Estrella Flores has family and a job in San Ysidro, working with youth at Casa Familiar, but she lives in Tijuana with her husband and 18-month-old child. Her commute has become hellish since Trump’s border crackdown.
“The first time I went across the border where they had the barricades and the barbed wire and the helicopters I was like: ‘Am I in a war zone? What’s going on here? I’m just trying to get to work.’ This isn’t just a friendly crossing, it could turn very bad, very quickly.”
Such views are commonplace across California. A poll conducted by the San Diego Union-Tribune after Trump’s Oval Office speech found that 56% of Californians opposed the idea of the wall, compared with 34% in favor.
That’s not surprising for a state that is a leading force of progressive politics in the US. But California is also significant for having more undocumented migrants than any other state – 2.4 million to Texas’s 1.7 million.
Close by is the site of Trump’s eight wall prototypes. He came here last March to pose for photos in front of the giant slabs of concrete and steel. Now they languish and rust.
According to a later report by the Government Accountability Office, the eight model sections were riddled with design and construction flaws. US Customs and Border Protection (CBP) tested the slabs and found they can be breached.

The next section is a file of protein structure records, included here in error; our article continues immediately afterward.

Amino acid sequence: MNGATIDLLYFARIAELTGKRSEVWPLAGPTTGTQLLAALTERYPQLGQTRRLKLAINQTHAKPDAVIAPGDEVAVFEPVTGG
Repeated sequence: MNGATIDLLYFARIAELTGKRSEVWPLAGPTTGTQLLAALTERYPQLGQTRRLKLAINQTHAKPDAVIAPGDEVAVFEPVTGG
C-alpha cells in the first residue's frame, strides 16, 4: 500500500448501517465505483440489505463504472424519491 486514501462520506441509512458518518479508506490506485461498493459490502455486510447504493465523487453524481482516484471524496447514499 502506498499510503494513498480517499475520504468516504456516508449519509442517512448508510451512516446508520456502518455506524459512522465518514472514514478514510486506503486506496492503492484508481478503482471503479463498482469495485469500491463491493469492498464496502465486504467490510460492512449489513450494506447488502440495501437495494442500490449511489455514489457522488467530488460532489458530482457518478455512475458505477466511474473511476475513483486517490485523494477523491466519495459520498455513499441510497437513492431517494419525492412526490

The first light glistens off the frosted spines of the cholla cacti as 30 volunteers in neon yellow shirts fan out to comb the desert under a pale pink sky. Ely Ortiz, the leader of the Águilas del desierto (Eagles of the desert) rallies his team who have driven through the night from San Diego to Ajo, Arizona. He tells them the last time they searched this area they found 11 sets of remains.
The volunteers are joined by a team of cadaver dogs to help in the grim search. A dog called Zabra, whose last job was looking for victims of the California wildfires, is unaccustomed to the desert terrain and has to stop every couple of hundred yards to have barbed spines yanked from her paws.
Unexploded ordnance dropped by the US military in training is one element of danger for migrants.
Trump can already count on a metaphorical wall here. This is the most frequently traveled, but also most deadly, migrant corridor across the Sonoran desert.
Water is scarce and temperatures rise above 120F (49C) in the summer months. The official CBP count records 7,209 deaths along the south-western border in the past 20 years, but that is almost certainly a gross underestimate.